I used to exercise when I was younger. I can admit that I never really enjoyed most types of exercise and frequently stopped exercising. In my defense, it was often because of some sort of injury. But starting to exercise again was so difficult. Starting to exercise is difficult whatever age you are. But starting to exercise in your 50s? Shatteringly difficult! However, don’t let that put you off.
Nowadays we tend to have easy, comfortable lives. We don’t need to live like our ancestors. Where our ancestors had to go out and hunt and gather their food, we just nip round to the supermarket or to the convenient, local shops. We can even have our food delivered to our doorsteps. How lazy is that? And it’s great, I have just started having mine delivered! Where our ancestors had to run from and fight dangerous wild animals, we just amble down the frozen food aisle. Where our ancestors had to walk for days to see each other, we can get in our cars, hop on the bus, or fire up our computer.
However, just because we are not doing lots of exercise anymore, doesn’t mean our bodies don’t need it. Just the opposite really. Physically, we’re still cavemen. Our bodies expect regular exercise. That is why we can become obese, depressed, and lose all our energy and motivation when we stop exercising. Even modern tribespeople in their sixties, seventies, and beyond are out there hunting and walking and carrying heavy weights. No matter how old you are, your body wants and needs to exercise. We need it for both our physical and our mental health, even at 50.
So what happens when we haven’t worked out since we were about twelve? The bad news is that the longer you go without exercising, the longer it will take you to get good at it and to gain full benefits from it. The good news is that it only takes a month to develop a new habit. You will start experiencing some benefits mere weeks into your new workout regime. Although you may not feel like it at the beginning!
So where to begin? How do we begin a fitness regime? Follow these tips and both men and women can start trying to get fit. Again! To start off, pick a sort of exercise that you will enjoy. There is nothing worse than having to force yourself to do something you hate. You know yourself by now and you know you won’t push yourself to do it. Everyone has different interests, abilities, and motivations so choose something that will suit you. Feel free to check out some of our other articles for motivation and inspiration. Maybe you will pick one sort of exercise to start off with, maybe you will choose to try out every sort of exercise that is available to you right now and pick the best from among them, or maybe you will pick one cardio, one resistance, and one endurance activity, and just stick with them for all-round benefits.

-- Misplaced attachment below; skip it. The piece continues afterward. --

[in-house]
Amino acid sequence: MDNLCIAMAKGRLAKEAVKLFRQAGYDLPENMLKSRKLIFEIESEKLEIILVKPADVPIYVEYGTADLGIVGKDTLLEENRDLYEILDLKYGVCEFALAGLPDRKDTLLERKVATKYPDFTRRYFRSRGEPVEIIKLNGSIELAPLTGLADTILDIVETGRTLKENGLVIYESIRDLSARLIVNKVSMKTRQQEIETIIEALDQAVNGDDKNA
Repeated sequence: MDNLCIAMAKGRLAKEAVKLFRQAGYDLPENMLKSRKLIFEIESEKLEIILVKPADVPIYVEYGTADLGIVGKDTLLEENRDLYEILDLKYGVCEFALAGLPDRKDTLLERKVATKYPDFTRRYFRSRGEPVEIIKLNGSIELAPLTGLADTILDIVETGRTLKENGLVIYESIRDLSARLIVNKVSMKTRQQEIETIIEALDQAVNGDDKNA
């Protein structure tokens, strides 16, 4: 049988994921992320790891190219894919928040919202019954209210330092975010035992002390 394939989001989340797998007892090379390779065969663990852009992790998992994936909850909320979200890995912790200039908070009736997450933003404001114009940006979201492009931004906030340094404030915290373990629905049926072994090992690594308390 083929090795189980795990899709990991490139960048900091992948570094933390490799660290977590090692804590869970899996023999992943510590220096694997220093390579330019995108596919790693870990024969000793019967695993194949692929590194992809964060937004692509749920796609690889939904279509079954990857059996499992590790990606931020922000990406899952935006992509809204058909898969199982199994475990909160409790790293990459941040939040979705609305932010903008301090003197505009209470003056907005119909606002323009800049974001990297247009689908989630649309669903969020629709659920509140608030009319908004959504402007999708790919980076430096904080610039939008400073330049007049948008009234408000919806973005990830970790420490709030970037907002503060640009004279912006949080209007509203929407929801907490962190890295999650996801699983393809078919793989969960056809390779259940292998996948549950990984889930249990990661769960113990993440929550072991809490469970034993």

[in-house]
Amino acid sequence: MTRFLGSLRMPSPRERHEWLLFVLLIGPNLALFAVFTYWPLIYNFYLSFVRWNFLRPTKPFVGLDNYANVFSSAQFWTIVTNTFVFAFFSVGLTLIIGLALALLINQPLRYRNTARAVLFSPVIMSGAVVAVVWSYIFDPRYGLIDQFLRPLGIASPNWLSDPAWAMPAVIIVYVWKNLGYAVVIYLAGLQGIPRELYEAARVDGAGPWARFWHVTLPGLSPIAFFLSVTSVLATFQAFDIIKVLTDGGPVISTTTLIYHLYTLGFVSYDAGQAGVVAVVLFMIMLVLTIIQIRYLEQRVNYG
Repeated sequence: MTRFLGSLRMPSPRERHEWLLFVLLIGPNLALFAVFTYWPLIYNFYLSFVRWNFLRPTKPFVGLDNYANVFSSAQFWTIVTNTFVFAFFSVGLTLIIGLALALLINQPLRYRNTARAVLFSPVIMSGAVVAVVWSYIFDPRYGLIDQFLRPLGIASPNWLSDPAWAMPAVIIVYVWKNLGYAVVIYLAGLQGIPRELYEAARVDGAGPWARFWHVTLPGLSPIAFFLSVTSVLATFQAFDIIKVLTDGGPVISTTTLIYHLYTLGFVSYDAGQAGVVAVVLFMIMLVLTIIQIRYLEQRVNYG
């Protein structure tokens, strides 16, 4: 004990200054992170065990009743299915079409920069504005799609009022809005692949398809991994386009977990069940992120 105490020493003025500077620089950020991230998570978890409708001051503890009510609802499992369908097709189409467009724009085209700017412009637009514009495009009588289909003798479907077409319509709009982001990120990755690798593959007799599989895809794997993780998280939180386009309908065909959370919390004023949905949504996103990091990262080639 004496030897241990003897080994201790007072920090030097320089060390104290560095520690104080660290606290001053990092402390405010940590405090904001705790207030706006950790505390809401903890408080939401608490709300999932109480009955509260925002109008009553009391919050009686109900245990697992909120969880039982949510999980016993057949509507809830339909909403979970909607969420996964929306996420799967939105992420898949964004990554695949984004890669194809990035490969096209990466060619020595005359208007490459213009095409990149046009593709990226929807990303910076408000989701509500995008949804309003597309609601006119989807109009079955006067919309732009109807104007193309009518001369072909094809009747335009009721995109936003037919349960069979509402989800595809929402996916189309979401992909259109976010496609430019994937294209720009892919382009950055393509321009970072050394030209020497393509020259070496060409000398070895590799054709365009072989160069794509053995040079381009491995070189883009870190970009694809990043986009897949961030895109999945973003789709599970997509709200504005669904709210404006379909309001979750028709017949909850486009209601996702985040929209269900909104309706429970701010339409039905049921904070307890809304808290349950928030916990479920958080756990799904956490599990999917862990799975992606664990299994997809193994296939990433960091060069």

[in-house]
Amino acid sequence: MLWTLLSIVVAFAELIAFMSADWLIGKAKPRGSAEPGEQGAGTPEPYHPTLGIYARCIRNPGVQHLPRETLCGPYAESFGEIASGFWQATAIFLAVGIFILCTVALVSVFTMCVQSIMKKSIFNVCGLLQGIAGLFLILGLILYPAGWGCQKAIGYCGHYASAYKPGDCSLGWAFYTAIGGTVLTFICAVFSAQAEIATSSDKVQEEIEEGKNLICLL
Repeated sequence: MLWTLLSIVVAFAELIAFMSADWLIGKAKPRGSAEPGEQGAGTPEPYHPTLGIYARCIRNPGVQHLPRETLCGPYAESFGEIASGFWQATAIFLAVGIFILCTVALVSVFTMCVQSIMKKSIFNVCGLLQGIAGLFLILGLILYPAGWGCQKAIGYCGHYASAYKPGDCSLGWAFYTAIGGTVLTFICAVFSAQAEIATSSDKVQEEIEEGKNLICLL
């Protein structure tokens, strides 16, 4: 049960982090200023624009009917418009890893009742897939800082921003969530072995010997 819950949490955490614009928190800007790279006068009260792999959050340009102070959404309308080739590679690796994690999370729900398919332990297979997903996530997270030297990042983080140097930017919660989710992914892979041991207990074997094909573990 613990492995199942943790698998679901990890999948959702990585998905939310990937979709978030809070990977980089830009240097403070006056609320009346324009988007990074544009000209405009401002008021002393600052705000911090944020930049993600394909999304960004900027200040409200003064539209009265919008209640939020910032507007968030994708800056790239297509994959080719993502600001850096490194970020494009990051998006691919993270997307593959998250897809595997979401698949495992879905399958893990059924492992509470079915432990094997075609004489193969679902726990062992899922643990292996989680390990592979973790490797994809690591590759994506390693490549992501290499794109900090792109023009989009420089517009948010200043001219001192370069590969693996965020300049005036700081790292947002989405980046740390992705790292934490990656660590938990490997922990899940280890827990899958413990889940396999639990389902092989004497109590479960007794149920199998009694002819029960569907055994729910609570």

Once you have chosen your exercise, try and write up a schedule you can stick to. Make it reasonable. Many people fall down here because they get too ambitious and write up a schedule that even an Olympic athlete would struggle with. Will you really exercise twice a day, every day? No, didn’t think so! The trick is to be realistic, but push yourself a just enough. There is a fine line between coasting and being pushed beyond your ability; so find that line! You need to make sure that any time you write an exercise into your schedule you can definitely be there to do it. There may be the odd day where you’re pressed for time, feeling unwell, or even forget. So write it down. In pen, not pencil. And pushing yourself? If last time you exercised for half an hour, this time allocate yourself forty-five minutes. Or if last time it took you twenty minutes to complete a run, this time try and do it in fifteen.
By all means be considerate of your body, your budget, and your interests, though. It’s a myth that exercise must hurt. When you are exercising it’s fine to feel out of breath, sweaty, and a little low on energy. And many people feel sore in their muscles the next day, or two days later. This is perfectly normal. But if you feel soreness or pain in your muscles and joints during exercise, stop immediately. Try another type of exercise, or see your doctor about what may be causing the pain.
Finally, keep track of your exercise regime, as well as your diet. Many people who start exercising will feel suddenly hungry and overeat junk foods, gaining weight and growing lethargic. Try and eat a healthy, balanced diet, rich in protein to fuel your new activities. And try and follow what exercises you do, how long they take you, and how you feel afterward. Seeing your own progress is the best motivator there is!
So don’t just sit there thinking about starting to exercise in your 50s. Actually start. You may find that getting into exercise when you are over the age of fifty is not as hard as you thought. Just start off fairly gently and don’t overdo it. It might feel tough at first, but bit by bit your body will get used to it. Soon you will start to expect and enjoy it, and before long you will be reaping the rewards of giving your caveman body the daily exercise it needs! What exercise are you going to try first? I am going to start yoga and also up my daily walking schedule.
Starting Yoga? Yoga Tips for Beginners.
Fitness Over 50 – Learn the 5 Simple Steps to Start a Cardio Workout
Fitness Over 50 – Flexibility Exercises for Over 50s
Fitness Over 50 – Starting Low Impact Cardio in Your 50s
Starting Yoga in your 50s – Is 50 Too Old to Start Yoga?
Tips for Getting and Staying in Shape
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